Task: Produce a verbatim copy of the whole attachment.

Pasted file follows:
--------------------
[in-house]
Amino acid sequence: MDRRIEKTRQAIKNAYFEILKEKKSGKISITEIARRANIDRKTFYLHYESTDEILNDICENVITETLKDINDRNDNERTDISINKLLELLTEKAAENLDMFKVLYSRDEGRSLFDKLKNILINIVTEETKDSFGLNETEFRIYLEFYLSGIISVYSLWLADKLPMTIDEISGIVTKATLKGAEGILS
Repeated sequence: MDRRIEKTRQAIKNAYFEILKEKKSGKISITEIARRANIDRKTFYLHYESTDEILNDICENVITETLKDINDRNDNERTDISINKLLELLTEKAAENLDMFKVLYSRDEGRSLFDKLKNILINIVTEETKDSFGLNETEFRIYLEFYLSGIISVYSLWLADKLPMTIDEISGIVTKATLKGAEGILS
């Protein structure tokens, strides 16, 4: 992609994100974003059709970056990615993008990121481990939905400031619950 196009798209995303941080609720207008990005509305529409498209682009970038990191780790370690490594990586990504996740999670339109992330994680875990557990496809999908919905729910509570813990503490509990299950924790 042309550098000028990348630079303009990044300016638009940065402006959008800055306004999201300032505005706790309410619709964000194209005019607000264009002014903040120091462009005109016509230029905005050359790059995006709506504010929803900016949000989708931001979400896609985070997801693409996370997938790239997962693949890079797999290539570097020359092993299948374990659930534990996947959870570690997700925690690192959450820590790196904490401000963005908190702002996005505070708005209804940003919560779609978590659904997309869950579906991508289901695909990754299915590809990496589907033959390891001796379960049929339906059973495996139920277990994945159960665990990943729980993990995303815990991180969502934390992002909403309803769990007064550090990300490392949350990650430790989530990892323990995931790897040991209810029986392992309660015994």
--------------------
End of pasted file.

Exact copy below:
[in-house]
Amino acid sequence: MDRRIEKTRQAIKNAYFEILKEKKSGKISITEIARRANIDRKTFYLHYESTDEILNDICENVITETLKDINDRNDNERTDISINKLLELLTEKAAENLDMFKVLYSRDEGRSLFDKLKNILINIVTEETKDSFGLNETEFRIYLEFYLSGIISVYSLWLADKLPMTIDEISGIVTKATLKGAEGILS
Repeated sequence: MDRRIEKTRQAIKNAYFEILKEKKSGKISITEIARRANIDRKTFYLHYESTDEILNDICENVITETLKDINDRNDNERTDISINKLLELLTEKAAENLDMFKVLYSRDEGRSLFDKLKNILINIVTEETKDSFGLNETEFRIYLEFYLSGIISVYSLWLADKLPMTIDEISGIVTKATLKGAEGILS
């Protein structure tokens, strides 16, 4: 992609994100974003059709970056990615993008990121481990939905400031619950 196009798209995303941080609720207008990005509305529409498209682009970038990191780790370690490594990586990504996740999670339109992330994680875990557990496809999908919905729910509570813990503490509990299950924790 042309550098000028990348630079303009990044300016638009940065402006959008800055306004999201300032505005706790309410619709964000194209005019607000264009002014903040120091462009005109016509230029905005050359790059995006709506504010929803900016949000989708931001979400896609985070997801693409996370997938790239997962693949890079797999290539570097020359092993299948374990659930534990996947959870570690997700925690690192959450820590790196904490401000963005908190702002996005505070708005209804940003919560779609978590659904997309869950579906991508289901695909990754299915590809990496589907033959390891001796379960049929339906059973495996139920277990994945159960665990990943729980993990995303815990991180969502934390992002909403309803769990007064550090990300490392949350990650430790989530990892323990995931790897040991209810029986392992309660015994």